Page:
Words, words, words: “delayed weight transfer”

Words matter. The language we use to teach and talk about West Coast Swing influences the way we understand it and the way we dance it. This series will look at some of the terms we use in our community, with the aim of clarifying them for greater understanding and learning.

How we transfer our weight in dancing is everything. It affects our balance, our aesthetic, our timing, and our connection. And the more control we have over our weight transfers, the more we can do as dancers. After all, dance is movement, and movement is dependent on how we hold ourselves and transfer our weight through space.  (more…)

How good are you really?

It’s been my experience – as a teacher and just as an observer – that most dancers don’t have a truly accurate sense of their own abilities. A lot of people think they are either better than they are or worse than they are. And, not surprisingly, the truth is usually somewhere in between.  (more…)

Are you setting good goals for yourself?

I like New Year’s resolutions. I know some people say, “Why bother?” but I think there’s value in taking stock of where you’ve been and looking forward to where you want to be in another year from now. Resolutions can help create a vision and set a direction for getting there. They give a focus, push us to grow, and help us achieve our dreams.

For all these reasons, I’ve been working with my students to help them set goals for the year. But I think there are good goals and not-so-good ones. The difference is not in the substance of the goal, but rather in how the goal is defined.

Sure, goals are by definition a little broad, but I’m a believer in SMART goals – specific, measurable, aspirational, realistic, and time-bound. Yes, “aspirational” is different from “achievable” or “attainable” and that’s on purpose. I think good goals aren’t things that we are already equipped to achieve, but things that push us to grow, learn new competencies, and reach new limits. (Besides, doesn’t “realistic” imply that they are achievable?)

In that vein, I ask my students two questions:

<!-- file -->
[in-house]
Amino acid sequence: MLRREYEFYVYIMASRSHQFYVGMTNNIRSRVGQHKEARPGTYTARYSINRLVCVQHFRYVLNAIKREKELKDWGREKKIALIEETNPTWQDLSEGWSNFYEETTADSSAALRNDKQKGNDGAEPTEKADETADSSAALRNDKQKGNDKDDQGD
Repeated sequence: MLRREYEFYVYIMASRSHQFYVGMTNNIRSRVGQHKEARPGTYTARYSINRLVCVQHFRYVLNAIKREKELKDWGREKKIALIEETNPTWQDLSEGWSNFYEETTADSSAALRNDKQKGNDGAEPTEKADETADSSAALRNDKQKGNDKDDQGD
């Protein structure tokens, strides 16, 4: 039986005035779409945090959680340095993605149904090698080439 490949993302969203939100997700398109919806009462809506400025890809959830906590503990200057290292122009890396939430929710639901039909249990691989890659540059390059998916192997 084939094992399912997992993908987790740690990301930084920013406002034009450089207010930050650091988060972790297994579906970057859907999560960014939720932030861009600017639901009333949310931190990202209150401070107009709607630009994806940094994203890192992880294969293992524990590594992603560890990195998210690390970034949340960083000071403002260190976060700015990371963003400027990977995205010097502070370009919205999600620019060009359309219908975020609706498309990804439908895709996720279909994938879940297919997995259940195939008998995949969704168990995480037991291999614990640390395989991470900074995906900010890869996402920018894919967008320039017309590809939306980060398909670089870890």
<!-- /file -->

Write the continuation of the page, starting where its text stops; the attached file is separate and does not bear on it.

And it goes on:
1. What is something that you’ve been struggling with this year that you’d like to overcome?
  2. What is something new that you’d like to learn?

I also ask them to think about two kinds of goals: finite achievements and systems or habits. Finite achievements are end results, clear measures of success, or defined indicators of competency. Systems or habits are the repeated actions or practices that we engage in on a regular basis. For instance, a finite achievement is being able to do two spins and remain balanced, whereas a system would be to spend 15 minutes each day practicing turns. Usually the systems are what help us succeed at the finite achievements, and they are just as important (if not more important) as finite achievements. (And how often and how well you practice is everything when learning to dance!)

When defining your goals, be careful about misguided ambitions. For instance, I’ve had several students tell me that one of their goals is to make a certain level of competition (e.g. “I want to be Intermediate by the end of the year”). What does this really mean? It means you got enough points to compete in a higher level. So what does it take to get there? It means attending more events, competing more often, spending more money on travel. But does it say anything about your dancing? If you say, “Well, I need to be better to be Intermediate,” then I would push you to define what it means to be “better.” If you start telling me that you want to be smoother or more musical, then I would say you’re on the right track to setting a good goal for yourself. Competition in and of itself does not say anything specific about our dancing; at best, it is merely an indicator of overall progress towards some other goal. Your goal should be more specific than a level of competition if you actually want to achieve something this year.

I encourage students to come up with 2-3 goals for the year. Some come up with 4 or 5 – a mixture of finite achievements and system goals – but I discourage setting more than that. It’s not about failure: I think it’s good to have an aspirational goal that will be so difficult to achieve (but still realistic) that you run the risk of not achieving it. These goals push us the most, and usually if we do not succeed, we still gain a lot in its pursuit. No, the reason I discourage too many goals is that it splits your focus. Goals are good because they can keep you focused, but if you have too many goals, it disperses your efforts so that you don’t make much progress on any one thing.

So pull out a piece of paper (or better yet, your dance notebook!) and jot down your goals for this year. Review them with your instructor, and think about how you can achieve your goals this year. And then, get practicing!

And happy New Year! May 2016 bring new levels of success and achievement in your dancing!

The rarity of amazing

It strikes me that these days there seems to be some pretty high expectations of dances and dance events. People want greatness from their dances – that incredible connection when everything aligns with a partner and the music – and greatness from their events – the amazing energy of an inspiring weekend experience. I don’t blame those with such expectations: who doesn’t want great dances with their partners? And with an increasing number of events to choose from, we want great value for our dollar – events that are fun and rewarding.